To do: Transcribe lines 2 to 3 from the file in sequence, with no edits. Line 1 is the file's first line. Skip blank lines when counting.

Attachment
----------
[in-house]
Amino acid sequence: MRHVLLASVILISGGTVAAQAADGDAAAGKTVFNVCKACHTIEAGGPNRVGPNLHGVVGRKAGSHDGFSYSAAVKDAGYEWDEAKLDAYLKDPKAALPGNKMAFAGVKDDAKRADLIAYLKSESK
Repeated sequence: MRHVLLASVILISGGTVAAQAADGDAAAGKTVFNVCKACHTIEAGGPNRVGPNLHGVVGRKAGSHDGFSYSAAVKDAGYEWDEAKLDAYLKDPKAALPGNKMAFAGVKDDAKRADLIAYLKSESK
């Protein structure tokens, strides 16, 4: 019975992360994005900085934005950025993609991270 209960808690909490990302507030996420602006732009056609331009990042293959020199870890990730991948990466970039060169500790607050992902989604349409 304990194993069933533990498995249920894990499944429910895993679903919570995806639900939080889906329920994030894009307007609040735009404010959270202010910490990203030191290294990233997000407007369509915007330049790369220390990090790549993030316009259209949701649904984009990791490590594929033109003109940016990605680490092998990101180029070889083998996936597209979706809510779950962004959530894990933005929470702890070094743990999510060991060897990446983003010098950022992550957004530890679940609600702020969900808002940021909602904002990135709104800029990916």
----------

Amino acid sequence: MRHVLLASVILISGGTVAAQAADGDAAAGKTVFNVCKACHTIEAGGPNRVGPNLHGVVGRKAGSHDGFSYSAAVKDAGYEWDEAKLDAYLKDPKAALPGNKMAFAGVKDDAKRADLIAYLKSESK
Repeated sequence: MRHVLLASVILISGGTVAAQAADGDAAAGKTVFNVCKACHTIEAGGPNRVGPNLHGVVGRKAGSHDGFSYSAAVKDAGYEWDEAKLDAYLKDPKAALPGNKMAFAGVKDDAKRADLIAYLKSESK